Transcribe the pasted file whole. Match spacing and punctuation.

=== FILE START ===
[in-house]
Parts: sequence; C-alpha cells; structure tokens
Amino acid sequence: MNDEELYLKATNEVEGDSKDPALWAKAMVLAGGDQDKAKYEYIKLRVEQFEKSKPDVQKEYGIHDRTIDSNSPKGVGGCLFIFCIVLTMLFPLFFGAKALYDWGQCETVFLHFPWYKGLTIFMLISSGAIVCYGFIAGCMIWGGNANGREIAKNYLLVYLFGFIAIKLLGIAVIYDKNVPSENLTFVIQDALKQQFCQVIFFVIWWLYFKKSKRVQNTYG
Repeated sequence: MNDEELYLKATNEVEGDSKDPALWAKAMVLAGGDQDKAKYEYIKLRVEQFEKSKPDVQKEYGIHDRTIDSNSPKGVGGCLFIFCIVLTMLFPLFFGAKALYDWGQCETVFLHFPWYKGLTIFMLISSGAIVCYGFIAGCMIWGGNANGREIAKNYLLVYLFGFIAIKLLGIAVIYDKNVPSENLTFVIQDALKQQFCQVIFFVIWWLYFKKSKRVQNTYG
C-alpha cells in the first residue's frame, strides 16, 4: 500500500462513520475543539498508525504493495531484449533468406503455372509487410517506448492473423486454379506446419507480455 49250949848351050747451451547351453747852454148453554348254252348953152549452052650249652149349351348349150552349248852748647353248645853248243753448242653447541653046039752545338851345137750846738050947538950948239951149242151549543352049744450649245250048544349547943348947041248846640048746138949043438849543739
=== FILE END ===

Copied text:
[in-house]
Parts: sequence; C-alpha cells; structure tokens
Amino acid sequence: MNDEELYLKATNEVEGDSKDPALWAKAMVLAGGDQDKAKYEYIKLRVEQFEKSKPDVQKEYGIHDRTIDSNSPKGVGGCLFIFCIVLTMLFPLFFGAKALYDWGQCETVFLHFPWYKGLTIFMLISSGAIVCYGFIAGCMIWGGNANGREIAKNYLLVYLFGFIAIKLLGIAVIYDKNVPSENLTFVIQDALKQQFCQVIFFVIWWLYFKKSKRVQNTYG
Repeated sequence: MNDEELYLKATNEVEGDSKDPALWAKAMVLAGGDQDKAKYEYIKLRVEQFEKSKPDVQKEYGIHDRTIDSNSPKGVGGCLFIFCIVLTMLFPLFFGAKALYDWGQCETVFLHFPWYKGLTIFMLISSGAIVCYGFIAGCMIWGGNANGREIAKNYLLVYLFGFIAIKLLGIAVIYDKNVPSENLTFVIQDALKQQFCQVIFFVIWWLYFKKSKRVQNTYG
C-alpha cells in the first residue's frame, strides 16, 4: 500500500462513520475543539498508525504493495531484449533468406503455372509487410517506448492473423486454379506446419507480455 49250949848351050747451451547351453747852454148453554348254252348953152549452052650249652149349351348349150552349248852748647353248645853248243753448242653447541653046039752545338851345137750846738050947538950948239951149242151549543352049744450649245250048544349547943348947041248846640048746138949043438849543739